They are the basic building blocks of any dish, and spring markets are awash with them.
The beauty of spring bulbs – we’re talking green garlic, garlic onions, chives, baby leeks, green onions and (swoon!) stingrays – lies in their versatility. Not as spicy as their adult family members (look at you yellow and red onions!), they can be used in abundance to add depth to any recipe. They have a more vegetal, less lethal look, and are simply gorgeous. Admittedly, I go a little over the top buying them every spring, but cooking with them is healthy.
The key to keeping these beauties is to keep them cool and dry. Try wrapping them in a dry towel, putting them in an airtight plastic bag, and storing them in the refrigerator to keep them from forming slime, as the delicate greens can become slimy after a few days. Another plus is that almost all of them are edible. With green garlic, you can use the entire bulb and stem. Not only are the flowers of chives beautiful, but they also make a great garnish on a salad or other dish as a delicious side dish. Don’t be afraid to use the greens of young leeks, as they haven’t yet become woody, as is the case with larger, older leeks. Chop, sauté, marinate, whatever. The world is your bulb!
I recently interviewed six famous Chicago chefs, and almost all of them named humble ramp as their favorite spring ingredient. But hurry up because they won’t be on the market for long.
Make ramp pesto. Separate the leaves from the ramp bulbs and blanch the leaves in salted water, rinse with cold water and pat dry; Pulse in a food processor with green garlic, toasted pine nuts, a few handfuls of baby spinach, pecorino cheese, salt and pepper to taste, then add olive oil to thin the pasta to your desired consistency. Stir in the pasta and a little water that the pasta was cooked in.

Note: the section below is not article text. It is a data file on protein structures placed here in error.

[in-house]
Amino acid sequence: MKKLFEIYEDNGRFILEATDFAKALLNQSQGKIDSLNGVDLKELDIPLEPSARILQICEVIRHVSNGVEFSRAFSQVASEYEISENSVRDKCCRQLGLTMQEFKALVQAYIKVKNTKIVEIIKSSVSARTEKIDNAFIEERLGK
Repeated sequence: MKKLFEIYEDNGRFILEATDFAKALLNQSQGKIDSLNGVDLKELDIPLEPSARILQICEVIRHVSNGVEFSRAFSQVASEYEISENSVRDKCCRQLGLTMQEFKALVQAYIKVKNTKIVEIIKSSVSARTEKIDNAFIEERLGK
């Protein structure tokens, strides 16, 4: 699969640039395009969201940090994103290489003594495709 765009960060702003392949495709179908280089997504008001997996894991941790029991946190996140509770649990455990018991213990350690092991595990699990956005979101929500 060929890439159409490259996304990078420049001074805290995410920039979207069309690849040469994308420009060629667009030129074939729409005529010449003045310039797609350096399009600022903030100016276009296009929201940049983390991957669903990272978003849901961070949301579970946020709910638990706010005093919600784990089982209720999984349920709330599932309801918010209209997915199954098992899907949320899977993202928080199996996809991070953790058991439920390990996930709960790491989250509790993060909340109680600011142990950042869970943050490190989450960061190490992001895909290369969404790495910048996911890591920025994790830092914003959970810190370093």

Light up the lights quickly. Trim the roots and wash the bulbs well (stems and leaves removed), taking care to remove any slimy layers. Place vertically in a clean Mason jar, bulb side down. Heat 1 cup each of white wine or apple cider vinegar, water, and sugar in a saucepan, along with 2 tablespoons of kosher salt, one or two bay leaves, a few black peppercorns, and a small tablespoon of pickling spices, until the sugar and salt dissolve and the mixture thickens. will dissolve. boiled. Remove from heat and pour the hot liquid over the ramps to cover, leaving some room at the top. Screw on the lid and set it on the table to come to room temperature, then refrigerate. Give it a few days before using, then start grinding it up and adding it to salads, pasta, pizza and more.
Of course, I am a fanatic of garlic, but I just love this spring vegetable. Much milder and brighter tasting than fully ripe garlic bulbs, you can use a lot more than you think and still appreciate the subtle flavor.
Make your favorite Alice Water pasta dish.
Heat 1/3 cup extra virgin olive oil in a large saucepan over medium heat, then add 3 thinly sliced green garlic cloves (no peeling necessary!), a good pinch of red pepper flakes, a tablespoon of chopped parsley, and two ounces of water. Cover the pot to let the mixture steam, stirring occasionally until the mixture is soft. Add a tablespoon of water if the garlic starts to stick.
Meanwhile, bring a large pot of salted water to a boil and cook a pound of spaghetti until al dente; reserve one cup of pasta water before draining. Add the cooked pasta to the garlic mixture and stir; add half of the pasta water to add creaminess. Add more if needed. Garnish with chopped green garlic leaves or scallions and freshly grated parmesan cheese.
You will find them in many fried dishes where they are used as greens. They add a pleasant aroma to the simplest dishes.
Fry them with eggs.
Crack six eggs into a bowl and mix with ¼ teaspoon sugar, ½ teaspoon salt, a few pinches of pepper, ½ teaspoon sesame oil, and 1½ tablespoons water. Beat for at least half a minute to mix thoroughly. Add 2 cups of peeled, chopped garlic onion. Heat a wok or deep skillet until very hot, then reduce heat and add ¼ cup canola or sunflower oil. Stir, then add the egg mixture, stirring constantly with a spatula so that the eggs and green onions are cooked but not browned. You want the eggs to stay soft and moist. Serve immediately.
Try one of these proven recipes.
The internet is an endless resource of recipes, but how do you know which one to trust? Not all recipes are the same. Here are some of them that perfectly showcase spring onions.
Pork and Garlic Roast with Green Onions from the Omnivore Cookbook
Martha Stewart Creamy Soup and Barley Soup
Smitten Kitchen Spring Salad with New Potatoes
Grilled Leek with Romesco Sauce by Food & Wine
Half-Baked Harvest Potato Leek with Cheesy Onions